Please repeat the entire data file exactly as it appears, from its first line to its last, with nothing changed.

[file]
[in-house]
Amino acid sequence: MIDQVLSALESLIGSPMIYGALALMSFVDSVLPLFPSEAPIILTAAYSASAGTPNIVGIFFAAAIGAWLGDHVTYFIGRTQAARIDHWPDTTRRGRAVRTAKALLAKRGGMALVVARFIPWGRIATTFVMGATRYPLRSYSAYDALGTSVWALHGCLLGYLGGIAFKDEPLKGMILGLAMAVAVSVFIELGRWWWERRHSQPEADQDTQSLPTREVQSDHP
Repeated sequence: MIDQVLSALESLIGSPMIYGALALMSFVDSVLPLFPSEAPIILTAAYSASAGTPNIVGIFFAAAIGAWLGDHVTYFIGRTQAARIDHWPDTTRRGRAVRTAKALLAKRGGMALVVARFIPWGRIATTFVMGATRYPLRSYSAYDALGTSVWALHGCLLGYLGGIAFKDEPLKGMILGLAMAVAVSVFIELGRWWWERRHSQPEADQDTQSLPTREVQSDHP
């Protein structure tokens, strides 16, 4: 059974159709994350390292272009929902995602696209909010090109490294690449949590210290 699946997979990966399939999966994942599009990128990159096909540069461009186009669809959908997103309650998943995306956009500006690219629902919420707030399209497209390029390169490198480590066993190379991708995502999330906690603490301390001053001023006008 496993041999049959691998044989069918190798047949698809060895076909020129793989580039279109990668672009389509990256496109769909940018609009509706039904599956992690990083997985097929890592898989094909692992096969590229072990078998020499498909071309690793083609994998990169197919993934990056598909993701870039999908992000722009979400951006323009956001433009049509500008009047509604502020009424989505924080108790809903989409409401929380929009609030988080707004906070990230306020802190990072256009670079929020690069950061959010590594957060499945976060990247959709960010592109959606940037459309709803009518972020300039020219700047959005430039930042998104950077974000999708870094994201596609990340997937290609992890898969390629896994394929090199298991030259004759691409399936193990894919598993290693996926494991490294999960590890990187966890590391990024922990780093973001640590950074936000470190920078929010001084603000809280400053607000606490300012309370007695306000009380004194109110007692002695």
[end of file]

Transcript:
[in-house]
Amino acid sequence: MIDQVLSALESLIGSPMIYGALALMSFVDSVLPLFPSEAPIILTAAYSASAGTPNIVGIFFAAAIGAWLGDHVTYFIGRTQAARIDHWPDTTRRGRAVRTAKALLAKRGGMALVVARFIPWGRIATTFVMGATRYPLRSYSAYDALGTSVWALHGCLLGYLGGIAFKDEPLKGMILGLAMAVAVSVFIELGRWWWERRHSQPEADQDTQSLPTREVQSDHP
Repeated sequence: MIDQVLSALESLIGSPMIYGALALMSFVDSVLPLFPSEAPIILTAAYSASAGTPNIVGIFFAAAIGAWLGDHVTYFIGRTQAARIDHWPDTTRRGRAVRTAKALLAKRGGMALVVARFIPWGRIATTFVMGATRYPLRSYSAYDALGTSVWALHGCLLGYLGGIAFKDEPLKGMILGLAMAVAVSVFIELGRWWWERRHSQPEADQDTQSLPTREVQSDHP
């Protein structure tokens, strides 16, 4: 059974159709994350390292272009929902995602696209909010090109490294690449949590210290 699946997979990966399939999966994942599009990128990159096909540069461009186009669809959908997103309650998943995306956009500006690219629902919420707030399209497209390029390169490198480590066993190379991708995502999330906690603490301390001053001023006008 496993041999049959691998044989069918190798047949698809060895076909020129793989580039279109990668672009389509990256496109769909940018609009509706039904599956992690990083997985097929890592898989094909692992096969590229072990078998020499498909071309690793083609994998990169197919993934990056598909993701870039999908992000722009979400951006323009956001433009049509500008009047509604502020009424989505924080108790809903989409409401929380929009609030988080707004906070990230306020802190990072256009670079929020690069950061959010590594957060499945976060990247959709960010592109959606940037459309709803009518972020300039020219700047959005430039930042998104950077974000999708870094994201596609990340997937290609992890898969390629896994394929090199298991030259004759691409399936193990894919598993290693996926494991490294999960590890990187966890590391990024922990780093973001640590950074936000470190920078929010001084603000809280400053607000606490300012309370007695306000009380004194109110007692002695």